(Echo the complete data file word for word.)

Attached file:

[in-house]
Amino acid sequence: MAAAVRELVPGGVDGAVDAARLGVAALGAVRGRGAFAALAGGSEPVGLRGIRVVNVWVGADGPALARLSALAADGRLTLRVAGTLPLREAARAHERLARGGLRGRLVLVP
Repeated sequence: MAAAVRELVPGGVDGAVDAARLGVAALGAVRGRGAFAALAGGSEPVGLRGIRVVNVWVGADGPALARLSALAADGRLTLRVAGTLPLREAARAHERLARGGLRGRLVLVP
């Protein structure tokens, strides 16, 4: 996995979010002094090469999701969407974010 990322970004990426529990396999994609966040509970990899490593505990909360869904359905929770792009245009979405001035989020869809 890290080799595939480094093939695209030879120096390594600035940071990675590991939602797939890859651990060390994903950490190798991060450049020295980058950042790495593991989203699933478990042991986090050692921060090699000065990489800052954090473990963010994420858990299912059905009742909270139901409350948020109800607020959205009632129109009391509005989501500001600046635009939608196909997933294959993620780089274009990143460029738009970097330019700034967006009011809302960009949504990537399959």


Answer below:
[in-house]
Amino acid sequence: MAAAVRELVPGGVDGAVDAARLGVAALGAVRGRGAFAALAGGSEPVGLRGIRVVNVWVGADGPALARLSALAADGRLTLRVAGTLPLREAARAHERLARGGLRGRLVLVP
Repeated sequence: MAAAVRELVPGGVDGAVDAARLGVAALGAVRGRGAFAALAGGSEPVGLRGIRVVNVWVGADGPALARLSALAADGRLTLRVAGTLPLREAARAHERLARGGLRGRLVLVP
């Protein structure tokens, strides 16, 4: 996995979010002094090469999701969407974010 990322970004990426529990396999994609966040509970990899490593505990909360869904359905929770792009245009979405001035989020869809 890290080799595939480094093939695209030879120096390594600035940071990675590991939602797939890859651990060390994903950490190798991060450049020295980058950042790495593991989203699933478990042991986090050692921060090699000065990489800052954090473990963010994420858990299912059905009742909270139901409350948020109800607020959205009632129109009391509005989501500001600046635009939608196909997933294959993620780089274009990143460029738009970097330019700034967006009011809302960009949504990537399959």